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Inside the 11g SQL Performance Analyzer (SPA)

Oracle Tips by Burleson Consulting

This is a preview from the book "Oracle 11g New Features", by Rampant TechPress, featuring John Garmany, plus Oracle ACE's Steve Karam, Lutz Hartmann, and VJ Jain.

A trip to the SPA - Inside the 11g SQL performance analyzer (SPA)

The declarative nature of the SQL syntax has always made it difficult to perform SQL tuning.  The basic tenet of cost-based SQL optimization is that the person who writes a SQL query simply "declares" what columns they want to see (the SELECT clause), the tables where the columns reside (the FROM clause), and the filtering conditions (the WHERE clause).   It's up to the SQL optimizer to always determine the optimal execution plan.  This is a formidable challenge, especially in a dynamic environment, which is why Oracle introduced the 10g new feature of CBO dynamic sampling. 

Note:  Some people are calling the SPA with an synonym, the SQL Performance Manager, or SPM.

Oracle tuning consultants have know for many years that the best way to tune an Oracle system is to take a top-down approach, finding the optimal configuration for external factors (i.e. OS kernel settings, disk I/O subsystem), and determining the best overall setting for the Oracle instance (i.e. init.ora parameters). 

Holistic tuning involves tuning a representative workload, adjusting global parameters in order to optimize as much SQL as possible.  Only then, is it prudent to start tuning individual SQL statements.  Many Oracle professional who adopt a bottom-up approach (tune the SQL first), find all of their hard-work un-done when a change is made to a global setting, such as one of the SQL optimizer parameters or recomputing optimizer statistics. 

Oracle's holistic SQL tuning approach is new, and given the misleading marketing name "fully automated SQL tuning".  Holistic tuning is well-known to working DBA's who have been doing manual workload-based optimization since Oracle6.  Now in 11g, Oracle gives us an automated method.

The Oracle 11g SQL performance analyzer (SPA), is primarily designed to speed up the holistic SQL tuning process, automating much of the tedium.

Once you create a workload (called a SQL Tuning Set, or STS), Oracle will repeatedly execute the workload, using sophisticated predictive models (using a regression testing approach) to accurately identify the salient changes to execution plans, based on your environmental changes.

Using SPA, we can predict the impact of system changes on a workload, and we can forecast changes in response times for SQL after making any change, like parameter changes, schema changes, hardware changes, OS changes, or Oracle upgrades; any change that influence SQL plans is a good candidate for SPA.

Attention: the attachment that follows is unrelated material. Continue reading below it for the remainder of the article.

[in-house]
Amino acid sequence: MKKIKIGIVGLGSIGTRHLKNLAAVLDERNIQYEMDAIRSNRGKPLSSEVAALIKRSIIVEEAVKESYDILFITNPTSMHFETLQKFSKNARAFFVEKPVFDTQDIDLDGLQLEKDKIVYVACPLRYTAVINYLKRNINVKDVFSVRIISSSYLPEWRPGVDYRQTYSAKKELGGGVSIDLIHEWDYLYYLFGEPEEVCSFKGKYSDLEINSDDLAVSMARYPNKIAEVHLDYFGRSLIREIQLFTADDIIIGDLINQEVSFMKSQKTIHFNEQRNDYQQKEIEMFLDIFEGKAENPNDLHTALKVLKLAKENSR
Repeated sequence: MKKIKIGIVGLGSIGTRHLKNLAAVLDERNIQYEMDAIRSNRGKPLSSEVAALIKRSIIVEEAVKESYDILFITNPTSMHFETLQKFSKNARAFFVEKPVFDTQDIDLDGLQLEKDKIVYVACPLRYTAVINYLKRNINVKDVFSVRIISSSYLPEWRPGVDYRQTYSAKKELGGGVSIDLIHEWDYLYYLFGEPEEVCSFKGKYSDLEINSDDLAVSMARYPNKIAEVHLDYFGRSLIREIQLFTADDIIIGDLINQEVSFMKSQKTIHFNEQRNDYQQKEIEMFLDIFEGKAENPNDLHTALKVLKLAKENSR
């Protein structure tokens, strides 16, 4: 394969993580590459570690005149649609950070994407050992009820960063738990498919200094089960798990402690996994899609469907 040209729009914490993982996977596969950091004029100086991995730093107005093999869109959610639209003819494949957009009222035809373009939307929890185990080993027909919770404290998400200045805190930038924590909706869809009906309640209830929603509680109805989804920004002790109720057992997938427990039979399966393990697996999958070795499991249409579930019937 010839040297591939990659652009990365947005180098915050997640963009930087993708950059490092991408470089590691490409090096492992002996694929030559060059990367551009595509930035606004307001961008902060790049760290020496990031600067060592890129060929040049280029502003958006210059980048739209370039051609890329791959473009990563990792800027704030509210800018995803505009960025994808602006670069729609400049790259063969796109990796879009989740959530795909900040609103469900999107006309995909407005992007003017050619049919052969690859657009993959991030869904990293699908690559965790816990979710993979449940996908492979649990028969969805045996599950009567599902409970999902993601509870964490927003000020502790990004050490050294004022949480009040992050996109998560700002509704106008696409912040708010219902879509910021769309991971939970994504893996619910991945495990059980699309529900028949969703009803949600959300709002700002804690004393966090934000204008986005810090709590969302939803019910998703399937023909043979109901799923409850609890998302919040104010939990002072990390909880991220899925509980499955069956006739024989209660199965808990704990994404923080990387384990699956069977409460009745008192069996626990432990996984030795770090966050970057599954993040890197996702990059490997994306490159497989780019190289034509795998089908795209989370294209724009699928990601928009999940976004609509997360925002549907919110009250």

Decision Support and Expert Systems Technology

Oracle had made a commitment to Decision Support Systems (DSS) Technology starting in Oracle 9i when they started to publish 'advisory' utilities, the result of monitoring the Oracle instance and coming up with estimated benefits for making a change to the database configuration. In the world of applied artificial intelligence, an expert system (e.g. AMM, ASM) solves a well-structured problem for the DBA, while a decision support system solves a semi-structured problem with the DBA, who supplies the human intuition required to solve a complex problem.

Oracle has made a commitment to distinguishing themselves in the database marketplace, and this is one of the major reasons that they command a major market share.  One of the most exciting areas of Oracle technology is automation, especially the self-management features.  Oracle has now automated many critical components, including memory advisors (AMM), automated storage management (ASM), and Oracle is now working to enhance more intelligent utilities including ADDM, the Automated Database Diagnostic Monitor, and the brand new 11g SQL performance analyzer (SPA).

The Oracle 11g SPA functions as a DSS, helping the DBA by automating the well-structured components of a complex tuning task, such as hypothesis testing.  In SPA, the DBA defines a representative workload and then tests this workload empirically, running the actual queries against the database and collecting performance metrics.  SPA allows the DBA to obtain real-world performance results for several types of environmental changes:

  • Optimizer software levels - You can compare SQL execution between different release of the cost-based optimizer (CBO)
     
  • Initialization parameters - You can pre-test changes to global parameters, most often the Oracle optimizer parameters (optimizer_mode, optimizer_index_cost_adj, optimizer_index_caching).  Prior to Oracle 10g, adjusting these optimizer parameters was the only way to compensate for sample size issues with dbms_stats

As of 10g, the use of dbms_stats.gather_system_stats and improved sampling within dbms_stats had made adjustments to these parameters far less important.  Ceteris Parabus, always adjust CBO statistics before adjusting optimizer parms.  For more details on optimizer parameters, see my latest book "Oracle Tuning: The Definitive Reference". 

  • Guided workflow - This is a hypothesis testing option that allows the DBA to create customized experiments and validate their hypotheses using empirical methods.